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      A Typedriven Vector Semantics for Ellipsis with Anaphora using Lambek Calculus with Limited Contraction


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          We develop a vector space semantics for verb phrase ellipsis with anaphora using type-driven compositional distributional semantics based on the Lambek calculus with limited contraction (LCC) of J\"ager (2006). Distributional semantics has a lot to say about the statistical collocation-based meanings of content words, but provides little guidance on how to treat function words. Formal semantics on the other hand, has powerful mechanisms for dealing with relative pronouns, coordinators, and the like. Type-driven compositional distributional semantics brings these two models together. We review previous compositional distributional models of relative pronouns, coordination and a restricted account of ellipsis in the DisCoCat framework of Coecke et al. (2010, 2013). We show how DisCoCat cannot deal with general forms of ellipsis, which rely on copying of information, and develop a novel way of connecting typelogical grammar to distributional semantics by assigning vector interpretable lambda terms to derivations of LCC in the style of Muskens & Sadrzadeh (2016). What follows is an account of (verb phrase) ellipsis in which word meanings can be copied: the meaning of a sentence is now a program with non-linear access to individual word embeddings. We present the theoretical setting, work out examples, and demonstrate our results on a toy distributional model motivated by data.

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          Composition in distributional models of semantics.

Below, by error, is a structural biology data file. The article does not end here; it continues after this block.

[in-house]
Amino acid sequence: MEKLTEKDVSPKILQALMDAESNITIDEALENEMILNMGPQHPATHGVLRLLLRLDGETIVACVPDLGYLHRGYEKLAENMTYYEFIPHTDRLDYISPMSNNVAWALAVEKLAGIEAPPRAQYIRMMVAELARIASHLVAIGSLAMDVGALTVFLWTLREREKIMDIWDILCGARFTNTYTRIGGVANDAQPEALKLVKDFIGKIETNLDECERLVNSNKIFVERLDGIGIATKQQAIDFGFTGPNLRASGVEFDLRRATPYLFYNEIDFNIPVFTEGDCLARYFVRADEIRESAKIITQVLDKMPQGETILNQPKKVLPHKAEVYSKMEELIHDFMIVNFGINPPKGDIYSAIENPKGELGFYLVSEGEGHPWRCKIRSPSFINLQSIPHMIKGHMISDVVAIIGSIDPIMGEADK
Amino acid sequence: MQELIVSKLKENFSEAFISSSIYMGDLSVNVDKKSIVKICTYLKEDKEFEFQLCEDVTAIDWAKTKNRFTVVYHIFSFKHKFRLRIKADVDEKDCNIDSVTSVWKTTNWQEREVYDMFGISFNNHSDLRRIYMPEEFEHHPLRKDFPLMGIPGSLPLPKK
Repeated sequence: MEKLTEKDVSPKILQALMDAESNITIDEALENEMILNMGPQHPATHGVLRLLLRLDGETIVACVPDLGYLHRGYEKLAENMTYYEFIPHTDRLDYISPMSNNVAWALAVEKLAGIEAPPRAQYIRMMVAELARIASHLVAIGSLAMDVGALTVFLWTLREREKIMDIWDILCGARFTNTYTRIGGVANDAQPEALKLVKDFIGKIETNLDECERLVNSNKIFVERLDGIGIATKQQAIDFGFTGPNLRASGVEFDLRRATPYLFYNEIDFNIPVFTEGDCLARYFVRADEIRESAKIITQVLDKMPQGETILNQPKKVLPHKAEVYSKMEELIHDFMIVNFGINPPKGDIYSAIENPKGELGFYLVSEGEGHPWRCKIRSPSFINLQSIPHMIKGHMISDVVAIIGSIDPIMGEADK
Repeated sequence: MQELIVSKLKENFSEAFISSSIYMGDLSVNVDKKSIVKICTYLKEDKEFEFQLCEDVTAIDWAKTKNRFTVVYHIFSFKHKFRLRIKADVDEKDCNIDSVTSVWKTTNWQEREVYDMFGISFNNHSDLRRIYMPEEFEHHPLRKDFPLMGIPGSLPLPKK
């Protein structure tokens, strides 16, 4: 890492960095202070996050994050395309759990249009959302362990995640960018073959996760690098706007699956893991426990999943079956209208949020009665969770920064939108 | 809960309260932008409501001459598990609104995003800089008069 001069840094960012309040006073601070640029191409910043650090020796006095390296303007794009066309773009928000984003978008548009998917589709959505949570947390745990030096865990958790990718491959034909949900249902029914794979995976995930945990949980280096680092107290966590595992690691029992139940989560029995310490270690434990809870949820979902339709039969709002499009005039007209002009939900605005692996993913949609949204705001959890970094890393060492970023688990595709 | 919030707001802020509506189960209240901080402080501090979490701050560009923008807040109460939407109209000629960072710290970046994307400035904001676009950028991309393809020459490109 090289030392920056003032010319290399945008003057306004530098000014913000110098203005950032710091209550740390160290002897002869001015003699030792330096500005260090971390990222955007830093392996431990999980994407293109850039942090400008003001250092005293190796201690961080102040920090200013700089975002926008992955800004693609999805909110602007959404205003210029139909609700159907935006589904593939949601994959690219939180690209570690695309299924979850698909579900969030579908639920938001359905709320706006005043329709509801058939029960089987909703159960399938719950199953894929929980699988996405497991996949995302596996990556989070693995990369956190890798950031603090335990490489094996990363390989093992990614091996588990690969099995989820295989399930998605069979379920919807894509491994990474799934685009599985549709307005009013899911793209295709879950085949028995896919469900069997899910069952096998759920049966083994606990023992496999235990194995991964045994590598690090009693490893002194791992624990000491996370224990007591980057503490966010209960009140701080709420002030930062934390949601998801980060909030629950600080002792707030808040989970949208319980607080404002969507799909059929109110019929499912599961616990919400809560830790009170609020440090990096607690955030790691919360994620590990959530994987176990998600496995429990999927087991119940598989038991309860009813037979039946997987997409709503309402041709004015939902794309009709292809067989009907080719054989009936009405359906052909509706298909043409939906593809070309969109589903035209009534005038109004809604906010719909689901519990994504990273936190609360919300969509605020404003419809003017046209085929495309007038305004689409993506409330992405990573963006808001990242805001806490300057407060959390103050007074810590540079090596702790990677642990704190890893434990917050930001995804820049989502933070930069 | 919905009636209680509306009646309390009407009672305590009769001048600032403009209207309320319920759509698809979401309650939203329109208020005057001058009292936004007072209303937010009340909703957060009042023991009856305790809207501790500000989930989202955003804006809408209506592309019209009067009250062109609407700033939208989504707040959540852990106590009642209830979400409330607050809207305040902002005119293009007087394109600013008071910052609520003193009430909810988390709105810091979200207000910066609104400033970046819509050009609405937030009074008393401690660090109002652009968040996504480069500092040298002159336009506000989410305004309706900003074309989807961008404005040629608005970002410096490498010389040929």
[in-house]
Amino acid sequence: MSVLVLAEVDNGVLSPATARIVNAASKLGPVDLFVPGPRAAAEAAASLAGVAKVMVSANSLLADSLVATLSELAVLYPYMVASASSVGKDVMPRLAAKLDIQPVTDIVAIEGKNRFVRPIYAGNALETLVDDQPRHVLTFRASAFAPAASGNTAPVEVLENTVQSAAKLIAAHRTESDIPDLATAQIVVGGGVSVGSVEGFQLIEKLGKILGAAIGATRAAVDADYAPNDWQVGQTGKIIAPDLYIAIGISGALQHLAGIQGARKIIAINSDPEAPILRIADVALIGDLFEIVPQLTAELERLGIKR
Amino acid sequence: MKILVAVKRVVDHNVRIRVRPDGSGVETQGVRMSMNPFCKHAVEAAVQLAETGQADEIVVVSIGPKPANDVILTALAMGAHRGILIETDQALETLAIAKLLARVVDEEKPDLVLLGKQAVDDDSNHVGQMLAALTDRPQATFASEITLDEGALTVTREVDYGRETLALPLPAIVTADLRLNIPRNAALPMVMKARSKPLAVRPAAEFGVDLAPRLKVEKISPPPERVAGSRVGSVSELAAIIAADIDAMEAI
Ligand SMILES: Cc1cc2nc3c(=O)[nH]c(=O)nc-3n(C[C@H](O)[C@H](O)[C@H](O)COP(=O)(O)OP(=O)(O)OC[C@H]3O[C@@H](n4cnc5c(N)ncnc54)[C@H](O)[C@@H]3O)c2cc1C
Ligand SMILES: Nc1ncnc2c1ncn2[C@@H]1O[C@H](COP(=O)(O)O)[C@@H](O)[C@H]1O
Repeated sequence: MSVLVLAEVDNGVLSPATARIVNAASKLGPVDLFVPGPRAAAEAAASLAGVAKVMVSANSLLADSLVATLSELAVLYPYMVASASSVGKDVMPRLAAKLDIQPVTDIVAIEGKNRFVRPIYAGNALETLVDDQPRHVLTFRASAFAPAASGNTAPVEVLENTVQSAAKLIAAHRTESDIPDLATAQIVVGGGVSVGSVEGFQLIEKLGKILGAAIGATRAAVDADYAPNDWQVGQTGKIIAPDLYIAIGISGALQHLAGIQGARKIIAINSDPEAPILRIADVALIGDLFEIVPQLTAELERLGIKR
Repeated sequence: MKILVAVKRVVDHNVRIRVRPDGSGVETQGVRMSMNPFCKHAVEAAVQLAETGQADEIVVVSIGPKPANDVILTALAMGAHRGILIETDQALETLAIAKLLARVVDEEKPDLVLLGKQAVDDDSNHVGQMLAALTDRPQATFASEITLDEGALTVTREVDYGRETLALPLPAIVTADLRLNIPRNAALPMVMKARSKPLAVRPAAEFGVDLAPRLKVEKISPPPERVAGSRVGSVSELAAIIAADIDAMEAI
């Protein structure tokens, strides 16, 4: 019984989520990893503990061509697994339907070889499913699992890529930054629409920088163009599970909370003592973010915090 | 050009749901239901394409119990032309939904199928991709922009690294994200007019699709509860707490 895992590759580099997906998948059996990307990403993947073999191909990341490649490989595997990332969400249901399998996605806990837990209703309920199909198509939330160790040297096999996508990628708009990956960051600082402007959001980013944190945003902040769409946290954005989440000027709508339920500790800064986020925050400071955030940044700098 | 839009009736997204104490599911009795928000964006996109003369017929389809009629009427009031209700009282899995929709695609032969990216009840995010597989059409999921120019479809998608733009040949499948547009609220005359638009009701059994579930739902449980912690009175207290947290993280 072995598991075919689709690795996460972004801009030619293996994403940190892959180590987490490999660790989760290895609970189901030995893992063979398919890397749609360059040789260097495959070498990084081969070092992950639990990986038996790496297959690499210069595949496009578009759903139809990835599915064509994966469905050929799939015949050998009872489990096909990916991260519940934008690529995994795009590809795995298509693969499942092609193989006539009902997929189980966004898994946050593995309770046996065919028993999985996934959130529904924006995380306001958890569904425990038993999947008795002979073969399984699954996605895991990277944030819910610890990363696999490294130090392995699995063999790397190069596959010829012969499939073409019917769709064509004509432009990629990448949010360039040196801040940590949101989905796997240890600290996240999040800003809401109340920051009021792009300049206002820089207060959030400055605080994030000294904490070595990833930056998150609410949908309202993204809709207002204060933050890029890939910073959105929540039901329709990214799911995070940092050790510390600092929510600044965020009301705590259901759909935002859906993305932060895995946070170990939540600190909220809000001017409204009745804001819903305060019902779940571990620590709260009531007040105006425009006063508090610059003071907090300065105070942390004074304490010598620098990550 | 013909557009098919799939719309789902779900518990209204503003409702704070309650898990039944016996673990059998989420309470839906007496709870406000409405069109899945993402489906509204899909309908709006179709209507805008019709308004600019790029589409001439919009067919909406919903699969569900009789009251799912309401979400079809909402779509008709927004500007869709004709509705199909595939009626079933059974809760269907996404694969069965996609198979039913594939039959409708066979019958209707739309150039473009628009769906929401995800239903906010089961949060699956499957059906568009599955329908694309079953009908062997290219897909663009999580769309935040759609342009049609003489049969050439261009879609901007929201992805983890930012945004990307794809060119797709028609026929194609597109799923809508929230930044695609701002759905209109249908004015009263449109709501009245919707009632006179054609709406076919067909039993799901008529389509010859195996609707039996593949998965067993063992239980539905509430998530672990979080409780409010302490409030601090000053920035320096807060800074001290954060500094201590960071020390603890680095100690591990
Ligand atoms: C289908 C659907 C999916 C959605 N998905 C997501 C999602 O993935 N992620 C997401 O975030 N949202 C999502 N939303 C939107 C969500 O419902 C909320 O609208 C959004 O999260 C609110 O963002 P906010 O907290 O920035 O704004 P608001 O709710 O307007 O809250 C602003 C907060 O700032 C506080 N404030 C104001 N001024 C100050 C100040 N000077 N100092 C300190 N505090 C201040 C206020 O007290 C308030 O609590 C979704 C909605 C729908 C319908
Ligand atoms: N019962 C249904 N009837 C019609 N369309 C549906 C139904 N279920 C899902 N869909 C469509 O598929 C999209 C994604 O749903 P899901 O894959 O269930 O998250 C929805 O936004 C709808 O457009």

Vector-based models of word meaning have become increasingly popular in cognitive science. The appeal of these models lies in their ability to represent meaning simply by using distributional information under the assumption that words occurring within similar contexts are semantically similar. Despite their widespread use, vector-based models are typically directed at representing words in isolation, and methods for constructing representations for phrases or sentences have received little attention in the literature. This is in marked contrast to experimental evidence (e.g., in sentential priming) suggesting that semantic similarity is more complex than simply a relation between isolated words. This article proposes a framework for representing the meaning of word combinations in vector space. Central to our approach is vector composition, which we operationalize in terms of additive and multiplicative functions. Under this framework, we introduce a wide range of composition models that we evaluate empirically on a phrase similarity task.
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            Computational interpretations of linear logic

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              Type Grammar Revisited

              J. Lambek (1999)

                Author and article information

                05 May 2019


                Custom metadata
                Forthcoming in: Journal of Logic, Language and Information
                cs.CL cs.AI cs.LO math.LO

                Theoretical computer science,Artificial intelligence,Logic & Foundation
                Theoretical computer science, Artificial intelligence, Logic & Foundation


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